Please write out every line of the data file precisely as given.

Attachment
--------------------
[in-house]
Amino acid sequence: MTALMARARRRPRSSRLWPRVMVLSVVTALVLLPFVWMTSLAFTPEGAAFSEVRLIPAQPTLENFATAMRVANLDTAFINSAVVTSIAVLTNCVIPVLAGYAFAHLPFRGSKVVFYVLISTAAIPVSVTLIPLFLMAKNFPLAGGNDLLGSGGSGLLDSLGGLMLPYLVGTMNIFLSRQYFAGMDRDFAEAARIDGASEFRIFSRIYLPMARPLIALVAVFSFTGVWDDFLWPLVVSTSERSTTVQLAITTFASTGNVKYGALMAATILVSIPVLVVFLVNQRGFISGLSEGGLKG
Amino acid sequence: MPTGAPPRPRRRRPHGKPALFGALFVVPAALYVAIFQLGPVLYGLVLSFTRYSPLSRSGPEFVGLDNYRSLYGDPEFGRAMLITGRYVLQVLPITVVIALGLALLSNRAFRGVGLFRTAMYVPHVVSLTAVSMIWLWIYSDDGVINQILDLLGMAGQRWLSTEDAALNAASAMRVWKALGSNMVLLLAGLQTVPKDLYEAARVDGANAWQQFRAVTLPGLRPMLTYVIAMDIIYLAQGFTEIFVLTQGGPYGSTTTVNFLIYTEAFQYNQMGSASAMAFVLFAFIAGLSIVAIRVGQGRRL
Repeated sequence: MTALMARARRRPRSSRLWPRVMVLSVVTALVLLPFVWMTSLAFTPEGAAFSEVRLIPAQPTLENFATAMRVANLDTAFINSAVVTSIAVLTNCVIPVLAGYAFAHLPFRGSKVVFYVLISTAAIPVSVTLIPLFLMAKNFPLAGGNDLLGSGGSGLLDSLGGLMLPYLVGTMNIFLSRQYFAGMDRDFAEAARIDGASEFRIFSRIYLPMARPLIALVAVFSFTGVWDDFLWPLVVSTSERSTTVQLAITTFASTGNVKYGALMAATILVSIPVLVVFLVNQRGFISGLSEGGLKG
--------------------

[in-house]
Amino acid sequence: MTALMARARRRPRSSRLWPRVMVLSVVTALVLLPFVWMTSLAFTPEGAAFSEVRLIPAQPTLENFATAMRVANLDTAFINSAVVTSIAVLTNCVIPVLAGYAFAHLPFRGSKVVFYVLISTAAIPVSVTLIPLFLMAKNFPLAGGNDLLGSGGSGLLDSLGGLMLPYLVGTMNIFLSRQYFAGMDRDFAEAARIDGASEFRIFSRIYLPMARPLIALVAVFSFTGVWDDFLWPLVVSTSERSTTVQLAITTFASTGNVKYGALMAATILVSIPVLVVFLVNQRGFISGLSEGGLKG
Amino acid sequence: MPTGAPPRPRRRRPHGKPALFGALFVVPAALYVAIFQLGPVLYGLVLSFTRYSPLSRSGPEFVGLDNYRSLYGDPEFGRAMLITGRYVLQVLPITVVIALGLALLSNRAFRGVGLFRTAMYVPHVVSLTAVSMIWLWIYSDDGVINQILDLLGMAGQRWLSTEDAALNAASAMRVWKALGSNMVLLLAGLQTVPKDLYEAARVDGANAWQQFRAVTLPGLRPMLTYVIAMDIIYLAQGFTEIFVLTQGGPYGSTTTVNFLIYTEAFQYNQMGSASAMAFVLFAFIAGLSIVAIRVGQGRRL
Repeated sequence: MTALMARARRRPRSSRLWPRVMVLSVVTALVLLPFVWMTSLAFTPEGAAFSEVRLIPAQPTLENFATAMRVANLDTAFINSAVVTSIAVLTNCVIPVLAGYAFAHLPFRGSKVVFYVLISTAAIPVSVTLIPLFLMAKNFPLAGGNDLLGSGGSGLLDSLGGLMLPYLVGTMNIFLSRQYFAGMDRDFAEAARIDGASEFRIFSRIYLPMARPLIALVAVFSFTGVWDDFLWPLVVSTSERSTTVQLAITTFASTGNVKYGALMAATILVSIPVLVVFLVNQRGFISGLSEGGLKG